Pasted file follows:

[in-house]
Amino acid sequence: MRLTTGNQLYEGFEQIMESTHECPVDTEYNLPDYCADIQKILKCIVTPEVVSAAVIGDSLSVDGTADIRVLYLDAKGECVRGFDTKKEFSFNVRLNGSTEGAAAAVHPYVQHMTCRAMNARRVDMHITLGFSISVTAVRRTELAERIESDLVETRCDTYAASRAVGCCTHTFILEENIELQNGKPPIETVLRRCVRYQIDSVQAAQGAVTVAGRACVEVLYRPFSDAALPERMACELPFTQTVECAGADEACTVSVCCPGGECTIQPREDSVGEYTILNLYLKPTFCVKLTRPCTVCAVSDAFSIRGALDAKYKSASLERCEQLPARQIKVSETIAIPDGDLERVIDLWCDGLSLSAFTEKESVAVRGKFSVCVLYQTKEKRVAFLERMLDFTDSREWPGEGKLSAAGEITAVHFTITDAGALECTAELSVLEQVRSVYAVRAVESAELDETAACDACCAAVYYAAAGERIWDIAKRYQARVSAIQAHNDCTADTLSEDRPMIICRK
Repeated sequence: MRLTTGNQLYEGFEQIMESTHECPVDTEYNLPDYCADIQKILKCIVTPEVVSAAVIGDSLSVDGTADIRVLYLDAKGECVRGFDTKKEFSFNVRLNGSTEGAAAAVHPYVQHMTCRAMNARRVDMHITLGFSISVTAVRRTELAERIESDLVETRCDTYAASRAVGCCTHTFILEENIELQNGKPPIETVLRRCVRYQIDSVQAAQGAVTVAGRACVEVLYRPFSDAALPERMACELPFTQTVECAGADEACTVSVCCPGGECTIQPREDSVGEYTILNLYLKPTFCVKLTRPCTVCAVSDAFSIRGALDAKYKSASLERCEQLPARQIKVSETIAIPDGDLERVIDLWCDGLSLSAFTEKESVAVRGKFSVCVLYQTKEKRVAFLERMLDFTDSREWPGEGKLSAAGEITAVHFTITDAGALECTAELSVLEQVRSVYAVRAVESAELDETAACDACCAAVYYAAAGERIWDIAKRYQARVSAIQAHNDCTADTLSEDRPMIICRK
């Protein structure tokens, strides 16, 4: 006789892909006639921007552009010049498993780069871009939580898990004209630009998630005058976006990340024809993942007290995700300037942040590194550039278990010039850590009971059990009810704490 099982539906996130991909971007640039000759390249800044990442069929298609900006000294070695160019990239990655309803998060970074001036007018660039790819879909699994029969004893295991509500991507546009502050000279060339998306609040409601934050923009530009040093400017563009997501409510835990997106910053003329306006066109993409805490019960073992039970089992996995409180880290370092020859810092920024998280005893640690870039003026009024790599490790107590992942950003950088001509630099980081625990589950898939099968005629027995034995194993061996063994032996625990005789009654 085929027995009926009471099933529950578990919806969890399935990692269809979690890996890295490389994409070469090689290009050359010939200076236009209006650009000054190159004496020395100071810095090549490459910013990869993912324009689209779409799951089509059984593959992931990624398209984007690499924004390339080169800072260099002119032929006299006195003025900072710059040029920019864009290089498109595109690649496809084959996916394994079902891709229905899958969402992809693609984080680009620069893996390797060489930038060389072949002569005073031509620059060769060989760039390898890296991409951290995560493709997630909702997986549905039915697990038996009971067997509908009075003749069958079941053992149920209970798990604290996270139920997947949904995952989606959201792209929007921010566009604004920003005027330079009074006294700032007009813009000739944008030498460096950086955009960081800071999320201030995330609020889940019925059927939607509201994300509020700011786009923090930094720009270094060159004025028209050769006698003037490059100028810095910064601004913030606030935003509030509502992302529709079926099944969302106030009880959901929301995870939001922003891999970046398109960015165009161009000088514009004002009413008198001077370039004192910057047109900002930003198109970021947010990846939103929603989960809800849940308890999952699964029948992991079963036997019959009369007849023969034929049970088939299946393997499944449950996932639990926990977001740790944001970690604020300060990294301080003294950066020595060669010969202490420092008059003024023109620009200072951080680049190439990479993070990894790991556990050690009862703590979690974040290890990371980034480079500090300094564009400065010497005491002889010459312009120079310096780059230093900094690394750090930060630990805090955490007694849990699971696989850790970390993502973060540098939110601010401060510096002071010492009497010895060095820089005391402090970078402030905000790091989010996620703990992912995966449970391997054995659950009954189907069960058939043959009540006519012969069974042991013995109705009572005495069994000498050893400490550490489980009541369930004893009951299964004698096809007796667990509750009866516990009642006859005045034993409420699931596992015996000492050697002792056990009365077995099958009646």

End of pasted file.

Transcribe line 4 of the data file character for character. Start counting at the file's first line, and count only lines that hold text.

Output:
């Protein structure tokens, strides 16, 4: 006789892909006639921007552009010049498993780069871009939580898990004209630009998630005058976006990340024809993942007290995700300037942040590194550039278990010039850590009971059990009810704490 099982539906996130991909971007640039000759390249800044990442069929298609900006000294070695160019990239990655309803998060970074001036007018660039790819879909699994029969004893295991509500991507546009502050000279060339998306609040409601934050923009530009040093400017563009997501409510835990997106910053003329306006066109993409805490019960073992039970089992996995409180880290370092020859810092920024998280005893640690870039003026009024790599490790107590992942950003950088001509630099980081625990589950898939099968005629027995034995194993061996063994032996625990005789009654 085929027995009926009471099933529950578990919806969890399935990692269809979690890996890295490389994409070469090689290009050359010939200076236009209006650009000054190159004496020395100071810095090549490459910013990869993912324009689209779409799951089509059984593959992931990624398209984007690499924004390339080169800072260099002119032929006299006195003025900072710059040029920019864009290089498109595109690649496809084959996916394994079902891709229905899958969402992809693609984080680009620069893996390797060489930038060389072949002569005073031509620059060769060989760039390898890296991409951290995560493709997630909702997986549905039915697990038996009971067997509908009075003749069958079941053992149920209970798990604290996270139920997947949904995952989606959201792209929007921010566009604004920003005027330079009074006294700032007009813009000739944008030498460096950086955009960081800071999320201030995330609020889940019925059927939607509201994300509020700011786009923090930094720009270094060159004025028209050769006698003037490059100028810095910064601004913030606030935003509030509502992302529709079926099944969302106030009880959901929301995870939001922003891999970046398109960015165009161009000088514009004002009413008198001077370039004192910057047109900002930003198109970021947010990846939103929603989960809800849940308890999952699964029948992991079963036997019959009369007849023969034929049970088939299946393997499944449950996932639990926990977001740790944001970690604020300060990294301080003294950066020595060669010969202490420092008059003024023109620009200072951080680049190439990479993070990894790991556990050690009862703590979690974040290890990371980034480079500090300094564009400065010497005491002889010459312009120079310096780059230093900094690394750090930060630990805090955490007694849990699971696989850790970390993502973060540098939110601010401060510096002071010492009497010895060095820089005391402090970078402030905000790091989010996620703990992912995966449970391997054995659950009954189907069960058939043959009540006519012969069974042991013995109705009572005495069994000498050893400490550490489980009541369930004893009951299964004698096809007796667990509750009866516990009642006859005045034993409420699931596992015996000492050697002792056990009365077995099958009646």